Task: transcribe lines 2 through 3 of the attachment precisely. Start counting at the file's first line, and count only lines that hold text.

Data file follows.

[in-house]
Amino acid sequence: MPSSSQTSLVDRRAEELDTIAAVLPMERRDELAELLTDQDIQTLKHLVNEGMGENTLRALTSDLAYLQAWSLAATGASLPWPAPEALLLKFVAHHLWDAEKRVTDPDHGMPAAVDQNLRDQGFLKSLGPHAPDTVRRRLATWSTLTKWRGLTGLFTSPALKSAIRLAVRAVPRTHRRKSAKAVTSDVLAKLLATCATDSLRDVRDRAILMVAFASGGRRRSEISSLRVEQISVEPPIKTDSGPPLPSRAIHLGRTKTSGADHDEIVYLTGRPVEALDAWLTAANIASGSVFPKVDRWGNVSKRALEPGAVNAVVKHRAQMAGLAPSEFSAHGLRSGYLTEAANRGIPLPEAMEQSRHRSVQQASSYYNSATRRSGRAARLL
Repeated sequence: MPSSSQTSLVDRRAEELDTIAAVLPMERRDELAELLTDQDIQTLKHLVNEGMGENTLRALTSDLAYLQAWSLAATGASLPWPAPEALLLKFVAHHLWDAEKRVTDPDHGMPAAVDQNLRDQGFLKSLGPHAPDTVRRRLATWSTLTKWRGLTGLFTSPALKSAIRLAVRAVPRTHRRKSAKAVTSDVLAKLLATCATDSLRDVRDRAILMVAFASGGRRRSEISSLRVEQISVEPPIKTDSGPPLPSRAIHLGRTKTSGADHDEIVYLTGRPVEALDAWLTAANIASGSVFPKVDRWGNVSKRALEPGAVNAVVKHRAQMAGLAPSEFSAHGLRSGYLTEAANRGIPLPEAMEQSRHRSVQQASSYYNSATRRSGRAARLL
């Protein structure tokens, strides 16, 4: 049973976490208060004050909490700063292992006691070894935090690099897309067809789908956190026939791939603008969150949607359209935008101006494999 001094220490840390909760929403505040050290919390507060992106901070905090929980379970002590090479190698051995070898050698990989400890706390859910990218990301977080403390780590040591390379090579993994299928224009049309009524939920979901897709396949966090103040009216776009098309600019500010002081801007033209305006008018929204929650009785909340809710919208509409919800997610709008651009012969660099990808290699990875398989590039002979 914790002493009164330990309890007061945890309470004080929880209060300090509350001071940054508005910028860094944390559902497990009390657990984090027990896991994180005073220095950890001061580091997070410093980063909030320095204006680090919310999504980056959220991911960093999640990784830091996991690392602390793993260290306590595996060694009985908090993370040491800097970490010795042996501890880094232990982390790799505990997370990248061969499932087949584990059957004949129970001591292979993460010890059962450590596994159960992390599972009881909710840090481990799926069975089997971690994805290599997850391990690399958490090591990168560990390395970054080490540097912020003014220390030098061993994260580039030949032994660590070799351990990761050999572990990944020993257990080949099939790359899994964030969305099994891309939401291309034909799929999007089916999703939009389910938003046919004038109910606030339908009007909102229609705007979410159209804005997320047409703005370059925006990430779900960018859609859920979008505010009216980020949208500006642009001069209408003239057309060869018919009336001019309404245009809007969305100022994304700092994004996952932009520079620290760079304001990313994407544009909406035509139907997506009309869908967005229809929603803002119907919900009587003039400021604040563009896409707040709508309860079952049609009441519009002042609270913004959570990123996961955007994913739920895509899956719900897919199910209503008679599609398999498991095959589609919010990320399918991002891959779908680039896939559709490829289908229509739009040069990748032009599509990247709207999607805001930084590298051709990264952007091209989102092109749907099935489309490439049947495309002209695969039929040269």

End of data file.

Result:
Amino acid sequence: MPSSSQTSLVDRRAEELDTIAAVLPMERRDELAELLTDQDIQTLKHLVNEGMGENTLRALTSDLAYLQAWSLAATGASLPWPAPEALLLKFVAHHLWDAEKRVTDPDHGMPAAVDQNLRDQGFLKSLGPHAPDTVRRRLATWSTLTKWRGLTGLFTSPALKSAIRLAVRAVPRTHRRKSAKAVTSDVLAKLLATCATDSLRDVRDRAILMVAFASGGRRRSEISSLRVEQISVEPPIKTDSGPPLPSRAIHLGRTKTSGADHDEIVYLTGRPVEALDAWLTAANIASGSVFPKVDRWGNVSKRALEPGAVNAVVKHRAQMAGLAPSEFSAHGLRSGYLTEAANRGIPLPEAMEQSRHRSVQQASSYYNSATRRSGRAARLL
Repeated sequence: MPSSSQTSLVDRRAEELDTIAAVLPMERRDELAELLTDQDIQTLKHLVNEGMGENTLRALTSDLAYLQAWSLAATGASLPWPAPEALLLKFVAHHLWDAEKRVTDPDHGMPAAVDQNLRDQGFLKSLGPHAPDTVRRRLATWSTLTKWRGLTGLFTSPALKSAIRLAVRAVPRTHRRKSAKAVTSDVLAKLLATCATDSLRDVRDRAILMVAFASGGRRRSEISSLRVEQISVEPPIKTDSGPPLPSRAIHLGRTKTSGADHDEIVYLTGRPVEALDAWLTAANIASGSVFPKVDRWGNVSKRALEPGAVNAVVKHRAQMAGLAPSEFSAHGLRSGYLTEAANRGIPLPEAMEQSRHRSVQQASSYYNSATRRSGRAARLL